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How to Deal with Drugs in the Workplace

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Sandy has often remarked, "In HR, it’s not so much what you do, as how you do it." Under most existing regulations, employers have the right to require a drug test whenever, in the opinion of management, this is necessary. In most cases, this means that employers have reasonable suspicion that an employee is coming to work under the influence of illegal drugs. 
Reasonable suspicion can mean glassy eyes, slurred speech, difficulty in maintaining balance, frequent unexplained absences during the day, or numerous trips to the rest room. You should always have some other person drive the employee to the testing laboratory, in order to avoid the possibility of an accident and to maintain the "chain of custody" of the test.
Employers have the right to prohibit employees from coming to work under the influence of illegal drugs and from bringing illegal drugs into the workplace or from dealing in illegal drugs at work. Employers should have a written policy in the employee handbook that covers these points. Employers have the right to discipline or dismiss employees who come to work under the influence of illegal drugs (whether that’s the best alternative is another question – we should always discuss the alternatives ahead of time).
However, a couple of new wrinkles have made their way into the workplace and employers need to know about them when developing drug policy. One wrinkle is that some states have legalized or de-criminalized the use of marijuana in certain amounts. Colorado and Massachusetts are examples.
The second wrinkle is that some states like California, Michigan, Maine and Montana have legalized medical marijuana. Florida is on the verge of doing so, as soon as the legislature finalizes the regulations, and a number of other states are lining up to follow suit.
Further, there is such a thing as "synthetic marijuana." It’s not real marijuana but it has a similar effect when consumed and, according to numerous reports, can be extremely dangerous.
So, while every situation is different, and while we would want to consider all of the circumstances in each case, here are some thoughts about Scenes I, II and III.
Scene I – Absent extenuating circumstances, the employer would have a solid case for dismissal – (a) the employee came to work exhibiting irregular symptoms, (b) the employer had someone drive him to the laboratory for a drug screen, and (c) the drug screen came back positive. That’s not to say that you should go out and "win one for the Gipper," but it is to say that, in most cases, the preponderance of information would support a dismissal, if that’s what you choose to do. Even if marijuana is "legal" in your state, the employee still is not allowed to report to work under its influence.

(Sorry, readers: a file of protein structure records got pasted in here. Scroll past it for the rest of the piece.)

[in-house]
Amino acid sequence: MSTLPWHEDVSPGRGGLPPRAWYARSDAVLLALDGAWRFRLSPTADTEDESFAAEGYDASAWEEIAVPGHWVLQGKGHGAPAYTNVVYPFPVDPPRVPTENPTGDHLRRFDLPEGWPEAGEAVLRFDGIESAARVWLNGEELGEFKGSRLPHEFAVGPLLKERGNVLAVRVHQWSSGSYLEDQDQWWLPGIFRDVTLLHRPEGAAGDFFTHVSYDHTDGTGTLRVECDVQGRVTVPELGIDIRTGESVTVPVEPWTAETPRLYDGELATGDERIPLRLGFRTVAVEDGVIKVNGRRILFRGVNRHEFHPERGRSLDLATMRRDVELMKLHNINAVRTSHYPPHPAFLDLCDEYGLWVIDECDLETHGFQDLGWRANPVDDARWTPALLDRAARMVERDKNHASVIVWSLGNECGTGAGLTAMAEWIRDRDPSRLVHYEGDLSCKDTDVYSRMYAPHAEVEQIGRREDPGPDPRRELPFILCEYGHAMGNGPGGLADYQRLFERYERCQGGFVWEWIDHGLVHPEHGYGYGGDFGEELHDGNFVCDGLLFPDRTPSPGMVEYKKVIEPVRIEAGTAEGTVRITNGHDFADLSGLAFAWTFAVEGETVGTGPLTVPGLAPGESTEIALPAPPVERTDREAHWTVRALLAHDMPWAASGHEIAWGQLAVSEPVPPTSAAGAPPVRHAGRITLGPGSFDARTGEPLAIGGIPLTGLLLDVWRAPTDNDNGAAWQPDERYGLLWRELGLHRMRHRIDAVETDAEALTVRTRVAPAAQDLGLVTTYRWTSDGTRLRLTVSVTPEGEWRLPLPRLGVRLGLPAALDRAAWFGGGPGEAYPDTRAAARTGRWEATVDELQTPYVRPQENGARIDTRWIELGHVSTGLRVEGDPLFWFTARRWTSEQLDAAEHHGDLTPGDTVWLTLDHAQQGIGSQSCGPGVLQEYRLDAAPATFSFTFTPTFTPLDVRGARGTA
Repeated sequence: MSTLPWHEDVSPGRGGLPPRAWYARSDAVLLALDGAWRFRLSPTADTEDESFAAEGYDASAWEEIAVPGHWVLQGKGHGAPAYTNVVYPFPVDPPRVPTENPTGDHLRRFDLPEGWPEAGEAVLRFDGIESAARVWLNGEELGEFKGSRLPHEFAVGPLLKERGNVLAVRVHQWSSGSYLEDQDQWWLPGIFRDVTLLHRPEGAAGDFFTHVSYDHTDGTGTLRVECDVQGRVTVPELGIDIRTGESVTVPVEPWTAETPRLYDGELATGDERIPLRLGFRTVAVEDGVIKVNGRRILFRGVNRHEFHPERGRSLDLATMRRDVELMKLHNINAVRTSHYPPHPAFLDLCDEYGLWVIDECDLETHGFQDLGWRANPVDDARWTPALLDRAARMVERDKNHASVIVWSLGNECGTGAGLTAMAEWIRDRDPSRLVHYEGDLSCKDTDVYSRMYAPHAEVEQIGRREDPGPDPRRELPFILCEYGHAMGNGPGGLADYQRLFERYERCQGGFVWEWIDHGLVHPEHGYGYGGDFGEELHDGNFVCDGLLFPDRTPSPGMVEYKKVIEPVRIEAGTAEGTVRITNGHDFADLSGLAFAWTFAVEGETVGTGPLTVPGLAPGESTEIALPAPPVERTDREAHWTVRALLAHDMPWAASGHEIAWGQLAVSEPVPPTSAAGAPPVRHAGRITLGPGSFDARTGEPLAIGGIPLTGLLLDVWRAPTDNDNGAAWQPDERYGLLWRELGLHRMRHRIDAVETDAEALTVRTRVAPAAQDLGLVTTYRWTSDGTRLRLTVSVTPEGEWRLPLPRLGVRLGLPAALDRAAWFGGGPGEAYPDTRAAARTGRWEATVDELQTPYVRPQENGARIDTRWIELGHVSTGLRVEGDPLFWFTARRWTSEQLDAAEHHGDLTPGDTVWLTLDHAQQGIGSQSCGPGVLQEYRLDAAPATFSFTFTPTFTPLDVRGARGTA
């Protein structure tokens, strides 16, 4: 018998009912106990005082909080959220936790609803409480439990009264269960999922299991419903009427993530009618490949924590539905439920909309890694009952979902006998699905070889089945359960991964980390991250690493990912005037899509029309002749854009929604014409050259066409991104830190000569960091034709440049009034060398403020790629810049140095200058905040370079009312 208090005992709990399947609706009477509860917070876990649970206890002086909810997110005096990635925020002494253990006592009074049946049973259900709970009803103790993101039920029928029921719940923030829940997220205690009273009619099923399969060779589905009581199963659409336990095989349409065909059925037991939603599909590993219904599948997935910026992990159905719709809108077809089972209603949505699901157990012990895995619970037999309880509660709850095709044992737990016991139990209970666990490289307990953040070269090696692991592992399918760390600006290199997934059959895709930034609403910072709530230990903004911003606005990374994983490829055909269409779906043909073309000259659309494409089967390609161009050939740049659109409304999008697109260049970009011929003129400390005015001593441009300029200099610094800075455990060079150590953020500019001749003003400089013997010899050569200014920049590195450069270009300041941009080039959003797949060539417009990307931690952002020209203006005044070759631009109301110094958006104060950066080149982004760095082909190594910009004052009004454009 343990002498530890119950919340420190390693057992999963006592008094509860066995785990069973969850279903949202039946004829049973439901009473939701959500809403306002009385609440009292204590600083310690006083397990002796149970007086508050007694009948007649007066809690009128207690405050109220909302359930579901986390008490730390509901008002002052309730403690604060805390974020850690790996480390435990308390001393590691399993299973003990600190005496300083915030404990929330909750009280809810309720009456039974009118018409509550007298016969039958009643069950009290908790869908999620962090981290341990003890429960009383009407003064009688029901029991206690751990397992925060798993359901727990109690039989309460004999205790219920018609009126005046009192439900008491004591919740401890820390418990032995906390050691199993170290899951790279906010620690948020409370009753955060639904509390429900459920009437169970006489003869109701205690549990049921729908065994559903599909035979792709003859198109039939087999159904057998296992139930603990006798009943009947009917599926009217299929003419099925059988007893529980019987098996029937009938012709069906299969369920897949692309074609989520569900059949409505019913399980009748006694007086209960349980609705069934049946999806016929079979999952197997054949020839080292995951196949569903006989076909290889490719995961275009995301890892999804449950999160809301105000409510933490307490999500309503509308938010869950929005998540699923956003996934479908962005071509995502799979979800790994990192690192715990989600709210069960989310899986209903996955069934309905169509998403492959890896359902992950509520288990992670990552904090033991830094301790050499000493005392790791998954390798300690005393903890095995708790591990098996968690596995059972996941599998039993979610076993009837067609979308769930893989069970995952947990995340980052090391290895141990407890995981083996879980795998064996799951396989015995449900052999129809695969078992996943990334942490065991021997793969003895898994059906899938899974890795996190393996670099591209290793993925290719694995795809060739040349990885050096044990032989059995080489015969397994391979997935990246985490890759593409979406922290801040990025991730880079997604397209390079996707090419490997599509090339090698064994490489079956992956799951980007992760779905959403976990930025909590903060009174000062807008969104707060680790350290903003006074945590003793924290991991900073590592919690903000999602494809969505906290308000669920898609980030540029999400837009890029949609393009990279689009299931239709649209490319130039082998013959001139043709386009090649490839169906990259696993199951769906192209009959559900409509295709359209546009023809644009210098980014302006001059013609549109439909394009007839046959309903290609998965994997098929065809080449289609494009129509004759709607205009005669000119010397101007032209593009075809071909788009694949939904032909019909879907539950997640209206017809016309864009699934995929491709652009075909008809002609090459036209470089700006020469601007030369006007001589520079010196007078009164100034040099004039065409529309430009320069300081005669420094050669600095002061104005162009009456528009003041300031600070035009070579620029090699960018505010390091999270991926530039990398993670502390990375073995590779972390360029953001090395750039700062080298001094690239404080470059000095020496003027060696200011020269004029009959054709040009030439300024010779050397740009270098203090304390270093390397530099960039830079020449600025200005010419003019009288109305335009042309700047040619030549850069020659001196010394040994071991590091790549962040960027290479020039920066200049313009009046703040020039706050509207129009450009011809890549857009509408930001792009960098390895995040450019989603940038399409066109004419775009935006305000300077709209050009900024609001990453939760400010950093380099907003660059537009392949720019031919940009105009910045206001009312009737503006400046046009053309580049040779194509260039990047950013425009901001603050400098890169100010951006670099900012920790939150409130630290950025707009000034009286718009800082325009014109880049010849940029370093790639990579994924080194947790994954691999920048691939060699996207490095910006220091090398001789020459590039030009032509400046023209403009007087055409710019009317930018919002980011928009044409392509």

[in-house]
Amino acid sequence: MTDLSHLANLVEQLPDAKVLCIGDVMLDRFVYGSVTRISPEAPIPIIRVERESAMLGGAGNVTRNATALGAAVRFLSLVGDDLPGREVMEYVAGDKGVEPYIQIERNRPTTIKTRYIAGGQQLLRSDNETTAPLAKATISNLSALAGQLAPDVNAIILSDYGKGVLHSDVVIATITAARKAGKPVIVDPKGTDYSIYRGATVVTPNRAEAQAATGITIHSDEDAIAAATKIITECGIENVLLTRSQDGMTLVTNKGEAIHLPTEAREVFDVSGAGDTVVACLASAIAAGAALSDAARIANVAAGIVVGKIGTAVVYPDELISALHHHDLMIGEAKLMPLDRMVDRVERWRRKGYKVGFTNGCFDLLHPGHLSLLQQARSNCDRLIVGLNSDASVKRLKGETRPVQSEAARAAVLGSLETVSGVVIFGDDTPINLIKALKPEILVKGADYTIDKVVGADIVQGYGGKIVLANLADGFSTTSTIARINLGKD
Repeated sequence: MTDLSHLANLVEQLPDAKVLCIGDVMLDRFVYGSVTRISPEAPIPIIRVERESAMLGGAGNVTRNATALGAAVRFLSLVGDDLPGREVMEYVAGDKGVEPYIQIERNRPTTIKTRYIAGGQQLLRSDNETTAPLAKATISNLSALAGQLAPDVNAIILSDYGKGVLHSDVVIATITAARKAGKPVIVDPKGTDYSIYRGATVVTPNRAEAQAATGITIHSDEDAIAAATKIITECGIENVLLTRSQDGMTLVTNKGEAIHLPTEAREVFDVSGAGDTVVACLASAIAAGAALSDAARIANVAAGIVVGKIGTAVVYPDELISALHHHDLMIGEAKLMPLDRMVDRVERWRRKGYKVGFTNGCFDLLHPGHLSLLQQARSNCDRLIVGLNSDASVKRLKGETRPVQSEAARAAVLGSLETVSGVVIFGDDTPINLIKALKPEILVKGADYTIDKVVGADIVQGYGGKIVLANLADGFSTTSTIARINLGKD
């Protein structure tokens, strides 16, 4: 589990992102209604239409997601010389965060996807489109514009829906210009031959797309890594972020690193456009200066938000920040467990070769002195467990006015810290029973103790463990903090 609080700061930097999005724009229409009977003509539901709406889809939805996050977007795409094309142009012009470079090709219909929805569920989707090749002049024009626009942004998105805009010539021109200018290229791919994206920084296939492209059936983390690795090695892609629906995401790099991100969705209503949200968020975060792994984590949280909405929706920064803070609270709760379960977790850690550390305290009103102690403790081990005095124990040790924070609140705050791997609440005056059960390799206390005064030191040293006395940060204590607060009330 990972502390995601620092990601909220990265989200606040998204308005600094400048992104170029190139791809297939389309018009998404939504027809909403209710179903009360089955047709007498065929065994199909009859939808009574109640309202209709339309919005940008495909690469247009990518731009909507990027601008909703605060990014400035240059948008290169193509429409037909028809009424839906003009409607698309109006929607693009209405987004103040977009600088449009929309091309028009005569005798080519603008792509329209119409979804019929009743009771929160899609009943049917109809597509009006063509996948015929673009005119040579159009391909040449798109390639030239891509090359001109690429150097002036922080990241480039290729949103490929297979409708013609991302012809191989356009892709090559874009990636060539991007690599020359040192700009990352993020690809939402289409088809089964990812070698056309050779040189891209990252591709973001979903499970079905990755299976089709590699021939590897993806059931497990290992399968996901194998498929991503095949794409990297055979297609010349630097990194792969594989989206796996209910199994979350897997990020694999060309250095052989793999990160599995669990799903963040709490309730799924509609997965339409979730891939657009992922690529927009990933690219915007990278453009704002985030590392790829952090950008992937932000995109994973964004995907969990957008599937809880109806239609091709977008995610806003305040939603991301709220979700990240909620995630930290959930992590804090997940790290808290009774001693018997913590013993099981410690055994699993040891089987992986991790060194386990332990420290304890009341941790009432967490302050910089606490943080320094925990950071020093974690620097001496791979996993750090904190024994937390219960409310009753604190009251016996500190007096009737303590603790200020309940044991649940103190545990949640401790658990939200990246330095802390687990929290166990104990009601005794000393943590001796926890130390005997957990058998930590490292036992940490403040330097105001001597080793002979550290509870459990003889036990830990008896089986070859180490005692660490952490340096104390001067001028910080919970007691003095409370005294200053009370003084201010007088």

Scene II – Even with a prescription for medical marijuana, the employee does not have the right to come to work under the influence of drugs. However, our recommendation is to handle this a bit more carefully. First, have the employee bring you a doctor’s statement that the employee is able to perform the essential duties of his position, with or without accommodation. Second, remind the employee that, even with the prescription, he may not come to work under the influence of marijuana. Third, inform him that a subsequent incident could result in further disciplinary action that could include dismissal. I don’t know that we can ask the employee to produce the prescription, as this raises a number of ADA , HIPAA and privacy issues. The important point is not so much that the employee has a prescription as it is that he is not allowed to report to work under the influence of marijuana, prescribed or otherwise.
Scene III – Synthetic marijuana produces a similar effect as organic marijuana and your drug policy can and should include a prohibition on possessing or dealing in synthetic marijuana at work.  In this case, you should talk with the employee and, absent extenuating circumstances, you would have a strong case for dismissal on the basis of "possession." Most traditional drug screens have not been able to test for the presence of synthetic marijuana but this seems to be changing.
We recommend that you inform the testing laboratory that you use that you want them to include synthetic marijuana.
Please contact Sandy or your Seay Management Consultant if you have any question about dealing with drugs and alcohol at work, and visit our web site at for management advice and guidance on other employee issues. We appreciate having you as a valued client of our firm and look forward to talking soon.

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